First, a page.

Just a little over a week ago was Father's Day. (Seriously? Then why the hell is my Hai Karate jug still on empty?)
And this Father's Day, as most Father's Days, I found myself questioning my adequacy as a father.
I went to church and it didn't get any better. Pastor Doug spoke pretty passionately about all the things a good father is and all the things a good father does. He quoted scripture and he wove in some great anecdotes and, with every word, I was more convinced that I have completely missed the boat on this fatherhood thing.
Then they played this video.
Now I know Trevor a little bit and he's a wonderful guy. I really respect him. So, if you believe me when I tell you what a good guy Trevor is today, and you know the frame of mind I was in (see paragraphs above), then you would assume that this video would have sent me over the edge and left me wallowing in a depressing soup of guilt and parental inadequacy.
Actually though, I went a different direction with it. I'm not sure how or when during this video I shifted my point of view, but at some point I quit thinking about myself as a father and started thinking about my own father.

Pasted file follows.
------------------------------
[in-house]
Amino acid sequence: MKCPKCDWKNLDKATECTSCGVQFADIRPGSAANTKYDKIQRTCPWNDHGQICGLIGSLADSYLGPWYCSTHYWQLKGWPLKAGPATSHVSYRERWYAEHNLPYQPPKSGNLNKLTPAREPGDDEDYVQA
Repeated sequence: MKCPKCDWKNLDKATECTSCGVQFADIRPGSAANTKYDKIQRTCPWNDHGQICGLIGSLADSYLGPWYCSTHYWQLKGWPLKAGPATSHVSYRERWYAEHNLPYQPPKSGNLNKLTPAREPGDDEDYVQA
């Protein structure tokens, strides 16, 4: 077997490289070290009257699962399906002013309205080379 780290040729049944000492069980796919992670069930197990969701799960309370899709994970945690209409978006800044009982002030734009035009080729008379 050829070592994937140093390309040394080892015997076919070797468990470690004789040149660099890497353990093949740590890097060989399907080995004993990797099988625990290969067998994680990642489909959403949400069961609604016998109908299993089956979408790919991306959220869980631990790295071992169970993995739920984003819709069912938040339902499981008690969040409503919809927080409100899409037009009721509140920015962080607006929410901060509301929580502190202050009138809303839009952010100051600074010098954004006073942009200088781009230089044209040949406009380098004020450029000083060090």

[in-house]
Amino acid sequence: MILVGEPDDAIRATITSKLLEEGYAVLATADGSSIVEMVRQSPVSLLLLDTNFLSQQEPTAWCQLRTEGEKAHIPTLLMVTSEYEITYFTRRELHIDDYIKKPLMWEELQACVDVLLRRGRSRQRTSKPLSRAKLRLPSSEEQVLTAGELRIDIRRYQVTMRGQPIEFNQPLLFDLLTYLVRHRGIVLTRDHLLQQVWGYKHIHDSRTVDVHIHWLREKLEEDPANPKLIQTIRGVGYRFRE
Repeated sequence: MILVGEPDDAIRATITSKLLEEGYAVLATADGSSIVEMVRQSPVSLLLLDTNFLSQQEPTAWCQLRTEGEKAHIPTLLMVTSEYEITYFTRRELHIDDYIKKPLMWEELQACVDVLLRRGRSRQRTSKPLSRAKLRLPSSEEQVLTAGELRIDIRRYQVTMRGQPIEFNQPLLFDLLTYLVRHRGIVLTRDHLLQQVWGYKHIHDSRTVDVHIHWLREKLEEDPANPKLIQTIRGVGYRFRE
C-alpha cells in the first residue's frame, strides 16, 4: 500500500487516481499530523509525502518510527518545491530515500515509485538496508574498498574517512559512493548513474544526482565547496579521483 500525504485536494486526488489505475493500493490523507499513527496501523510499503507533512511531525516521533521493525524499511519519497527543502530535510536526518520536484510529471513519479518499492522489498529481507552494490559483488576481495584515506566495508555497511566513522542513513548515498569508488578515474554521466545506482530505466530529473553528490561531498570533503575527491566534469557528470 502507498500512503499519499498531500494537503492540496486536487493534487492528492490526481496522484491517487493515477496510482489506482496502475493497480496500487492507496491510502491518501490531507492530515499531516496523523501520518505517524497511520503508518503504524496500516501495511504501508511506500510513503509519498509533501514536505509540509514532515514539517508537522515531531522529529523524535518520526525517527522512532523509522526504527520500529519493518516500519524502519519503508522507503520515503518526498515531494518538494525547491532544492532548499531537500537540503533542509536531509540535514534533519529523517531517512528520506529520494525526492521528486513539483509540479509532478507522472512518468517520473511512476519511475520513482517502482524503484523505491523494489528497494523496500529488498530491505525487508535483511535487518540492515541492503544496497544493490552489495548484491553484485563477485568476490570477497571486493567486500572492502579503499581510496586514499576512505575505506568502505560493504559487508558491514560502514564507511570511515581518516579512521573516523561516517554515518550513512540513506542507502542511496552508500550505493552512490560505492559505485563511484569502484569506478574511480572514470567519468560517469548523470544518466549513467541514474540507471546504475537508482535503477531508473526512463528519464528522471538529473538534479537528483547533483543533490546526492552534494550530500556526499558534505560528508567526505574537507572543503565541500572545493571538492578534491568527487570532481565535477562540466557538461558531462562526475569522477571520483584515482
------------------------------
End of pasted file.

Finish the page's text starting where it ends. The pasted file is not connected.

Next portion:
Every point Trevor would make, I would tick off on a mental tally sheet. "Nope. That doesn't sound like my dad." Pretty soon, that mental tally sheet was looking pretty messy.
And that's what made me feel better. See, Trevor has his criteria for what constitutes a great dad. And Doug has his. And the Bible has its take as well.
But none of them know my dad. My dad's grumpy. And he used profanity when I was young. And sometimes he would get frustrated (with Mom, or Christine, or the dog, or whatever) and raise his voice. He's pretty smart, but he certainly doesn't know everything (though you really can't tell him that). He wasn't always absolutely consistent in his discipline.
And through it all, he's been awesome. He had prepackaged little bits of wisdom that I never thought were applicable. He would try and tell stories from "when he was my age" and I never related to any of them in the least. But through all my eye rolling, I totally loved him (even at the time) for trying. I loved that he was in there swinging and doing his best.
Those are the things I catch myself doing. And those are the eye rolls I get. So maybe, just maybe, I'm not doing so badly after all?